A commercial pilot license allows pilots to fly goods or people to earn money. Once a pilot has this designation, they can take jobs in search and rescue, passenger flights (such as tourism or corporate) and cargo deliveries. Under this category, a pilot takes additional training to obtain ratings for each class of airplane they want to fly. For example, they can add a multi-engine rating to their single-engine commercial pilot certificate.
5. Get a flight instructor certificate
In order to gain experience and flight hours, many pilots choose to become flight instructors. Pilots can earn a wage and log hours at the same time. Most airlines require a minimum of flight hours before you can even apply to be a first officer. Working as a flight instructor is a recommended way of quickly accumulating the flight hours and experience you need to work as an airline pilot.
6. Add a multi-engine rating
In order to fly the planes used by passenger airlines, pilots are required to earn an additional rating to their commercial license. Pilots must prove that they are able to fly large planes with multiple engines. Training for this certification involves learning what to do in the case of a single-engine failure and handling these large planes in all areas of flight.
7. Gain experience and flight hours
To become an airline pilot, you have to log a lot of hours in the air. The minimum number of total flight hours required by the FAA is 1,500. You can do this through training classes, flight instruction and working as a commercial pilot.
8. Earn an airline transport pilot certification
An airline transport pilot (ATP) certification is the highest licensing the FAA issues. To earn this certification, pilots need more than the minimum requirement of 1,500 hours of flight experience. Pilots must also have specific flight hours logged, including pilot in command (PIC), nighttime flying and cross country PIC.
To earn an ATP certification, prospective airline pilots must also pass medical examinations. Pilots must have a first-class medical exam to act as a pilot in command and a second-class medical exam to be second in command.
9. Interview for a position as an airline pilot
Once you meet all the FAA requirements, you can seek employment with a major airline. Since airlines are based on seniority, you'll start work as a first officer and move to captain after at least two years of work with the airline.
Related: Pilot: The Job Outlook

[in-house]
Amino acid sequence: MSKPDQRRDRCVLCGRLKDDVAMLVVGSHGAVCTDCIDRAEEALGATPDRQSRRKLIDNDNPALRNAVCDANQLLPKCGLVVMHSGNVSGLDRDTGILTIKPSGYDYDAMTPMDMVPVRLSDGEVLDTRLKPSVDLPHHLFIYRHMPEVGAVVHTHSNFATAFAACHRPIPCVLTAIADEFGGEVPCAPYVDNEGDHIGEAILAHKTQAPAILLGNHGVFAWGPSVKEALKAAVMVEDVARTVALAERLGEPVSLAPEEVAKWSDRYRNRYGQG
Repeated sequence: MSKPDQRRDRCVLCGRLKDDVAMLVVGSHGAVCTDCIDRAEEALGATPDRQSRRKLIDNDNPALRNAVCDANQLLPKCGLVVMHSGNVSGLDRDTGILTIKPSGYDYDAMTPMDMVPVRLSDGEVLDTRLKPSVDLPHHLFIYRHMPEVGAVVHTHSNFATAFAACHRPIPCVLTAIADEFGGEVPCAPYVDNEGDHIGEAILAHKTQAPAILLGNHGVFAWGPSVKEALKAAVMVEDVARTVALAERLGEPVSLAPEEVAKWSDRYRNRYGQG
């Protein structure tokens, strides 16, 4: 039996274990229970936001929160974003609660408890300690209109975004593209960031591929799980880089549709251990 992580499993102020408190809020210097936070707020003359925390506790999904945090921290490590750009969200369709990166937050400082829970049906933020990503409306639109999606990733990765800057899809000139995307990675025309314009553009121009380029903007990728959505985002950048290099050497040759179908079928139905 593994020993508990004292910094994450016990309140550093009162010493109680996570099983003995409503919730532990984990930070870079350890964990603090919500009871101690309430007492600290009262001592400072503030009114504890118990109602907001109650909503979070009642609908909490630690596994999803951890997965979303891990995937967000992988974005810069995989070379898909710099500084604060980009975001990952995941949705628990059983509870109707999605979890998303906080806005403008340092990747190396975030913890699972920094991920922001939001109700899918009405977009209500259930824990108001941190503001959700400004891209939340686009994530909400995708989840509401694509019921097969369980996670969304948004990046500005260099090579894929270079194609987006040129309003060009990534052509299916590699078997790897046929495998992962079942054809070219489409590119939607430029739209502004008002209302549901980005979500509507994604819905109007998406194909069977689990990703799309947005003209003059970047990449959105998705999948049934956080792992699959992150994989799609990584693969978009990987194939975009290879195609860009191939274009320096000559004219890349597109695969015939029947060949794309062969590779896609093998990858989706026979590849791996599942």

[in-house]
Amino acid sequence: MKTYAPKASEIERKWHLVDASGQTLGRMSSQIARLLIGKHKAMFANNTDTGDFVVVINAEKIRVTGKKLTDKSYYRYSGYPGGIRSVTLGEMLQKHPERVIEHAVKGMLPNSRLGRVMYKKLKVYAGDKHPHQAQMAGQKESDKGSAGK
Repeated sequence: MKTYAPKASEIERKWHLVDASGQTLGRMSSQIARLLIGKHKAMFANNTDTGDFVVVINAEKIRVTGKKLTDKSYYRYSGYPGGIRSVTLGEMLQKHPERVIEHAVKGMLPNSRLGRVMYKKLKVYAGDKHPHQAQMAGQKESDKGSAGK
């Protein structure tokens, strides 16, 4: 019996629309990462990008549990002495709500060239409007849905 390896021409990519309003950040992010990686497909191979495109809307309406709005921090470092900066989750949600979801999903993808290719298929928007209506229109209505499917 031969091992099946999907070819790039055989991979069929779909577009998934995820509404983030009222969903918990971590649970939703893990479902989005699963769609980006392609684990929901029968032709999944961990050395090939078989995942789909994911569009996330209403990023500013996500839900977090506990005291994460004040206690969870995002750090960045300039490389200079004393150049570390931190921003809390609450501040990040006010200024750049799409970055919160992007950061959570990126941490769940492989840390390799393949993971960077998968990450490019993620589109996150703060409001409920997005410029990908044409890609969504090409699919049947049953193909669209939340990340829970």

How much do airline pilots make?
The salary of an airplane pilot varies based on the size of the company, type of aircraft and seniority. Airline pilots are paid according to the number of hours flown, with a maximum of 1,000 hours per year. Hourly rate is a determining factor in calculating how much a pilot makes.
The national average base salary for a first officer is $53,325 per year. The captain of a commercial airplane can make an average salary starting at $55,362 per year. For the most up-to-date salary information from Indeed, click on each salary link.
Besides a base salary, airline pilots often earn benefits such as free air travel, medical insurance, paid vacation time and airline-employee discounts. Some companies offer “buddy passes” for airline tickets that are free or reduced in price for family members.
Read more: How Much Do Airline Pilots Make?
What is the work environment for an airline pilot?
An airline pilot will spend most of their time in a small, enclosed cockpit with one or two other crew members in close proximity. Their hours on the job will vary depending on the length and number of flights in their schedule. Pilots will work from a location they consider their base but will often travel for many days at a time before returning home. They may need to work overnight, on holidays and for extended hours at a time.
Airline pilots also act as leaders. Whether they are in the role of captain or first officer, pilots are responsible for the aircraft and all passengers and crew members on their flight. They must be comfortable making quick decisions if a situation occurs that needs immediate action in order to maintain the safety of the flight.